Science and Technology Minister Naledi Pandor has welcomed the agreement signed between South Africa and Novartis, a Swiss pharmaceuticals company.

A Memorandum of Understanding was signed on Thursday, 25th May between Novartis, the South African Medical Research Council (MRC) and the Department of Science and Technology (DST) in Cape Town.

The department said the MoU will be implemented within the framework of the Strategic Health Innovation Partnerships (SHIP).

Minister Pandor said the agreement would boost the volume and quality of clinical trials and build research capability on the continent.

SHIP is the department’s project implemented by the MRC to coordinate the development of new or adapt existing drugs, vaccines and other biologicals, diagnostics and medical devices for priority diseases or medical conditions in South Africa.

According to the DST, the agreement will allow for joint research programmes in selected communicable and non-communicable diseases, improve South African patients’ access to innovative medicines, and build the country and continent’s research and development capabilities.

Minister Pandor said new and cost-effective solutions are required to address pressing health issues.

“South Africa has a significant burden of disease, which has a major impact on mortality and health sector spending. The quadruple burden of HIV, TB, non-communicable diseases and injuries must be addressed to improve the health of our society,” said the Minister at the signing of the agreement.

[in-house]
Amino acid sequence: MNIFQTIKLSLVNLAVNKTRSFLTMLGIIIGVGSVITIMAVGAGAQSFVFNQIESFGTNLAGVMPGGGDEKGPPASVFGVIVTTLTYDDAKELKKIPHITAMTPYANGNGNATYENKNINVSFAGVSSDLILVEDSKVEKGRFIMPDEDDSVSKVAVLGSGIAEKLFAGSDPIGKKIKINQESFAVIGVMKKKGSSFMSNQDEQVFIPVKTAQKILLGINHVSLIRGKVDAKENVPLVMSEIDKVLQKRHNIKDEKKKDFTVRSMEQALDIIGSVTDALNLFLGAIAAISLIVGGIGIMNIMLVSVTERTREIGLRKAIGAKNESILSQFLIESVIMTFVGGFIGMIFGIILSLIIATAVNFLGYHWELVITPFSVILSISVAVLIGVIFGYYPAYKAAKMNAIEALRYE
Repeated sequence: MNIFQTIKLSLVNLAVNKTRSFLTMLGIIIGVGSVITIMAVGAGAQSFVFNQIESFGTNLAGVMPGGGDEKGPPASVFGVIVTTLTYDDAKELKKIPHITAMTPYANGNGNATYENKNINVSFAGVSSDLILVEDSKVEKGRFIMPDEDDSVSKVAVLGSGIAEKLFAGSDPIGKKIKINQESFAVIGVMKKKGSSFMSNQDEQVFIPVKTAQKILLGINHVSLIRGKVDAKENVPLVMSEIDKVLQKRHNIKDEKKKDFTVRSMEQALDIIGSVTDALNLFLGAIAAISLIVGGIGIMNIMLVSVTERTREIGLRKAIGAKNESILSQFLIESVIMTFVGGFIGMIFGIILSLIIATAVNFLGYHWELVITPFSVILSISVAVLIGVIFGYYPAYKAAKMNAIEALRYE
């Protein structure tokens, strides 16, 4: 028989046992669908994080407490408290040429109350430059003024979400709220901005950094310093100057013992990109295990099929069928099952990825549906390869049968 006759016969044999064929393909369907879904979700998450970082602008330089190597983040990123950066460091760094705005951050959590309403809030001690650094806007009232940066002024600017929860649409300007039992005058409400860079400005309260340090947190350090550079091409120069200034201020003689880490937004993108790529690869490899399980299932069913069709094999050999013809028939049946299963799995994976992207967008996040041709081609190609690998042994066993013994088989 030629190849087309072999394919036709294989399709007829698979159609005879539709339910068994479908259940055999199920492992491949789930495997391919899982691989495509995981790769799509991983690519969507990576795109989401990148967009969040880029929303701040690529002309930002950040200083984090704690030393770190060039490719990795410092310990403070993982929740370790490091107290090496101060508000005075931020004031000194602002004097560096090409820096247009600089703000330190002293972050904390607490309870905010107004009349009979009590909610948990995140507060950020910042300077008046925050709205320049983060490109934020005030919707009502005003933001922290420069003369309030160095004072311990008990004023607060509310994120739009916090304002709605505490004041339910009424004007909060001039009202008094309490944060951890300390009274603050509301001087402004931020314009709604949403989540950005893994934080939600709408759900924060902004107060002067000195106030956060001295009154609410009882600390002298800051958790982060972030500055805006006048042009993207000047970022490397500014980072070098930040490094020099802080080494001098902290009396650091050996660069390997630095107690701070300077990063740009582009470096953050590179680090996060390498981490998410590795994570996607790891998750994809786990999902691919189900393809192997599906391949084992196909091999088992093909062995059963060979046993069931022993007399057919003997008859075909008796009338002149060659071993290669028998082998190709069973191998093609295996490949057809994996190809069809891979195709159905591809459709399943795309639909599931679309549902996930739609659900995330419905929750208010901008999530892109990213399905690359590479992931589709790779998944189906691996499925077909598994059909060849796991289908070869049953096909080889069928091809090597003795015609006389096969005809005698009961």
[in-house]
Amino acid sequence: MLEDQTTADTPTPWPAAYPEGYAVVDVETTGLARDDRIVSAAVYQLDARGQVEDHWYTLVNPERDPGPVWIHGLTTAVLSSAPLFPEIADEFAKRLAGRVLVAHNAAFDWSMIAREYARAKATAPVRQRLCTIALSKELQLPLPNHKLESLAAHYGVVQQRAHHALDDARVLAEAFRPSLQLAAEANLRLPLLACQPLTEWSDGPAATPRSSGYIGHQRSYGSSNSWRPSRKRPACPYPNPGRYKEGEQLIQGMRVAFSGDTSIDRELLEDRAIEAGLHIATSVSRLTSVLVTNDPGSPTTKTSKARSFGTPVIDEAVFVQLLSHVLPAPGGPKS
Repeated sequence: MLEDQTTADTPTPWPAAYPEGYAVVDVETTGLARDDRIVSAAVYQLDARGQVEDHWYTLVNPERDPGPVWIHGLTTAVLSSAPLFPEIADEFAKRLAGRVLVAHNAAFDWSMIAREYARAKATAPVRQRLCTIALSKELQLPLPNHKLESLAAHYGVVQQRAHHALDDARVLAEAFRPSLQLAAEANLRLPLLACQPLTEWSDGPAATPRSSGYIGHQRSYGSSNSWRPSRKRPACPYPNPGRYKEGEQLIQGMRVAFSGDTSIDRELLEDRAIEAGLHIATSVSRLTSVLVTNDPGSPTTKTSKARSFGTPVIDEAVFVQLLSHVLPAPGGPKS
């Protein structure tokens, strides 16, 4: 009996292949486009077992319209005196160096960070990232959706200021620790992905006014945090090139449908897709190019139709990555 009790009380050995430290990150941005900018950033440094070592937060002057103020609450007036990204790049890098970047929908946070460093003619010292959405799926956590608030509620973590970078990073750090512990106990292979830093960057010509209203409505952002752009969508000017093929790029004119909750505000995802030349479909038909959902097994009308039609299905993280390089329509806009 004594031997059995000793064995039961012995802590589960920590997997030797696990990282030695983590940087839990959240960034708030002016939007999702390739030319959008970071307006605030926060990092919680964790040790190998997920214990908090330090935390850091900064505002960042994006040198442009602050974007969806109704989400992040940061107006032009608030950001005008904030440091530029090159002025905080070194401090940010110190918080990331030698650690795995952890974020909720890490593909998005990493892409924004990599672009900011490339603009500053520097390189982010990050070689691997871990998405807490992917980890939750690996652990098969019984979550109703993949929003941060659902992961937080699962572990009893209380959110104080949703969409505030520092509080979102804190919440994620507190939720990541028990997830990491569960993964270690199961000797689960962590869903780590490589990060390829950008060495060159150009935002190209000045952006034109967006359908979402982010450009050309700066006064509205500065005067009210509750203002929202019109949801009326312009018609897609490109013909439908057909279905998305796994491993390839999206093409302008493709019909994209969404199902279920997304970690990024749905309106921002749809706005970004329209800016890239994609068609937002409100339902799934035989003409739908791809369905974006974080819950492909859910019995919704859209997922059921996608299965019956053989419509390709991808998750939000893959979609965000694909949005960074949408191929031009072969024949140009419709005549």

The Minister said international cooperation such the partnership with Novartis has been a consistently important aspect of national research and innovation programmes and strategies.

Dr Thomas Kowallik, Novartis South Africa CEO and Country President, said the company had made significant investments in Research and Development (R&D) in the South African healthcare and pharmaceutical space in recent years and was firmly committed to continue doing so.

“As a global leader in R&D, employing 20 000 scientists worldwide and investing US$9 million in R&D every year, this ongoing collaboration has the potential to lead to breakthrough innovations stemming from South Africa.

“Innovation will attract further investment with positive outcomes for the economy. We live in an era of innovation with a lot of opportunities, jobs and breakthroughs based on science and R&D. We as Novartis view South Africa as an ideal location for conducting such activities,” said Kowallik.

South African MRC Vice President Professor Jeffrey Mphahlele also welcomed the partnership.

“We are delighted to be in this partnership. Collaboration is the only way to boost R&D in the country and to assist in building our research capacity.

“Public-private partnerships like this are catalysts that enhance our scientific research and innovation capabilities. These partnerships are visionary and aim to change lives in the present and future,” said Mphahlele.